Harvard Medical School Dean Dr. George Daley declined to comment on the petition. Ekaterina Pesheva, a spokeswoman for the medical school, said in an e-mail that “the dean has received and is aware of the concerns raised in the petition. He has asked the Harvard Medical School Standing Committee on Conflicts of Interest to consider the range and nature of possible conflicts and their potential impact on the medical school, its faculty, and its mission.’’

Rich Copp, a spokesman for Mass General Brigham, said the organization “is in the process of reviewing our policy on this topic.” The other hospitals declined to comment.

A handful of senior physicians agreed to talk to the Globe about why they signed the petition, but other doctors, especially those early in their careers, were reportedly worried that speaking out could damage them professionally. One of the most prominent physicians to lend his support was cardiologist Dr. Eugene Braunwald, a former chair of medicine at the Brigham and chief of cardiology at the National Heart, Lung, and Blood Institute. When asked to elaborate, he indicated the petition speaks for itself.

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The petition calls for prohibiting those in “executive leadership positions’' at Harvard teaching hospitals from taking paid positions on the boards of publicly-traded companies. They did not include private companies because public companies routinely reward board members with valuable stock, which “is an extra way companies can influence our hospital leaders,’’ Becker said.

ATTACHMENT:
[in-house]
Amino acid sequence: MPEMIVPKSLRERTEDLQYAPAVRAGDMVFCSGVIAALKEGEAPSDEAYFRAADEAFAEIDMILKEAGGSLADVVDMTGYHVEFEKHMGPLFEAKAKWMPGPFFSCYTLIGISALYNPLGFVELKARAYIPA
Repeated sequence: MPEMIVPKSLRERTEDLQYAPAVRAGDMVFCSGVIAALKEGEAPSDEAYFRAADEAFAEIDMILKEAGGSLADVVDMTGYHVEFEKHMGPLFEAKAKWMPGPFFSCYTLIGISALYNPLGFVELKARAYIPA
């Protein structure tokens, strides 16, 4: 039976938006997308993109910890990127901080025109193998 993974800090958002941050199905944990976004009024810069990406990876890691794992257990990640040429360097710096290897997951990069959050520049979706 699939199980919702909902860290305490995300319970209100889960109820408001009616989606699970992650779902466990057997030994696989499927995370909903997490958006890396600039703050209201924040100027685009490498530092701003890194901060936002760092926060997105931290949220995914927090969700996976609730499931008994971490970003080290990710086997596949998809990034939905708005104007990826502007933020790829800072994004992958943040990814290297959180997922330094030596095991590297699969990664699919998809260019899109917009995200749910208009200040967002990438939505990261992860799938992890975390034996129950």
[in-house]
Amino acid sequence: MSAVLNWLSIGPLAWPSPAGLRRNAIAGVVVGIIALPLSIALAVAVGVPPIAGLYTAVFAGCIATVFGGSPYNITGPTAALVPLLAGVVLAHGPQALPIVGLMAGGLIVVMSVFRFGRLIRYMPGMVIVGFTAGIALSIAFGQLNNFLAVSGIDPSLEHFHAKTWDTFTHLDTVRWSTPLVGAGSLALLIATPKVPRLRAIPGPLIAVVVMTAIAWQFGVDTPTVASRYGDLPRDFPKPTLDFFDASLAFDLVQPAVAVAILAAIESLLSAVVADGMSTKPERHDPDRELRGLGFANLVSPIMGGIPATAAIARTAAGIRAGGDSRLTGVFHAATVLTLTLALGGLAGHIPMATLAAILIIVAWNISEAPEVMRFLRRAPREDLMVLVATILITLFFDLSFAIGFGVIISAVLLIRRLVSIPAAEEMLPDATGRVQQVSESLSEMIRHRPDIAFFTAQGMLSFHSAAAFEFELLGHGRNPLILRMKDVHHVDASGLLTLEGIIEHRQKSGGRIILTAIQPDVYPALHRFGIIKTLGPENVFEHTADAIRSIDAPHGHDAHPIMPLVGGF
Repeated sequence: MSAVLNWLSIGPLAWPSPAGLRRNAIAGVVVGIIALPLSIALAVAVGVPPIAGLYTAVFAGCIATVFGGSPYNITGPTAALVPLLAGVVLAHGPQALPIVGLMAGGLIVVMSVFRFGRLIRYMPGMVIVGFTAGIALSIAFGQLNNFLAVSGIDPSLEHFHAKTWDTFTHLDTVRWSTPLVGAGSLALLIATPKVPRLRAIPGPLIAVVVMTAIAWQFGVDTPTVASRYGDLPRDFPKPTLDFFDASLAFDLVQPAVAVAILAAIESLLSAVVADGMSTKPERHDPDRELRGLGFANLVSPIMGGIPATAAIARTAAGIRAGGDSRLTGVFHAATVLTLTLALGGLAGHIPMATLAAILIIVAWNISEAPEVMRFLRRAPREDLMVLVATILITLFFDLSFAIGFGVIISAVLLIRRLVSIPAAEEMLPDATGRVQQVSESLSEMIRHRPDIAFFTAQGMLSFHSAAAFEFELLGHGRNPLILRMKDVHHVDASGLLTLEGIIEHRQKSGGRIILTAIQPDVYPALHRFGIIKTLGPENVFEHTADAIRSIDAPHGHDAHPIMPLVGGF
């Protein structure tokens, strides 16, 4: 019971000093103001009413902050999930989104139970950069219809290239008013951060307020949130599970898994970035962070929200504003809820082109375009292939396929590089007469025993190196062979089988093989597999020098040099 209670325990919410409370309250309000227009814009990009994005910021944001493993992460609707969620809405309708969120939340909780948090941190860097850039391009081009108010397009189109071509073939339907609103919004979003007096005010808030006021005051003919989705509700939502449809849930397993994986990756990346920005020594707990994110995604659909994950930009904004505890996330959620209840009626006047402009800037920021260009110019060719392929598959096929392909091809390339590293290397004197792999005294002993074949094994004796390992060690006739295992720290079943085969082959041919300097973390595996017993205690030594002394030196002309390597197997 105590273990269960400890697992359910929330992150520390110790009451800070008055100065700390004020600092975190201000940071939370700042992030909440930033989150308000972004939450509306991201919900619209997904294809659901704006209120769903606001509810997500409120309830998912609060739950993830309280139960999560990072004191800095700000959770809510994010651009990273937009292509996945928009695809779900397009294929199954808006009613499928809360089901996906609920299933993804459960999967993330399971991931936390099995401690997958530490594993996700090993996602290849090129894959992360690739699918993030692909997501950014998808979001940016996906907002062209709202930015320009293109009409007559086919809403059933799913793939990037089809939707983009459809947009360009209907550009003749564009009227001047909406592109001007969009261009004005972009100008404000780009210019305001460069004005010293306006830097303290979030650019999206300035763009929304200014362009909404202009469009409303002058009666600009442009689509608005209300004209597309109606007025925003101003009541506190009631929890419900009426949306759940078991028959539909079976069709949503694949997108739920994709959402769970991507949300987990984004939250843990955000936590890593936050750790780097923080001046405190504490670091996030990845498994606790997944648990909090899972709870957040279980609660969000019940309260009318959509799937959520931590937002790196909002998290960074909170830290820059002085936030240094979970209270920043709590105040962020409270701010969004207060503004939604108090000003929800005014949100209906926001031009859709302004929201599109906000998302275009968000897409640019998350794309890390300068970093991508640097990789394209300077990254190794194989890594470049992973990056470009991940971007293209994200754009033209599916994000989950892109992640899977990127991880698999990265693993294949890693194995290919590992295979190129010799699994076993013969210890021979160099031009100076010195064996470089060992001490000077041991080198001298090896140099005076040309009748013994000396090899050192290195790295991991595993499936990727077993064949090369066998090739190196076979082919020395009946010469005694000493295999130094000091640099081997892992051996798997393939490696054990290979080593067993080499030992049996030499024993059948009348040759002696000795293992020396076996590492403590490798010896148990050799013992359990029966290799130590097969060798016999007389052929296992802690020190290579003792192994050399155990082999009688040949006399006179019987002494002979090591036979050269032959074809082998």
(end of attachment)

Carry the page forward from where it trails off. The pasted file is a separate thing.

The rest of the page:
The petitioners argue that these outside corporate positions create multiple opportunities for conflicts between what is best for a hospital and its patients versus what is best for a pharmaceutical or for-profit company for which a hospital executive is a board member.

An example cited by medical ethicists is that a drug company may want high drug prices that can increase profits, but that burdens patients and sometimes providers.

“These goals are not aligned at all,” said Dr. Nancy Keating, an internist at the Brigham and a professor of health care policy at the medical school. Keating said it was an easy decision for her to sign onto the petition, as she has made it a practice to decline speaking engagements and other industry-paid work that could create an appearance of conflict.

Signers of the petition said hospital executive jobs are demanding and “very well-compensated,’’ requiring “undivided attention, commitment, and loyalty.’’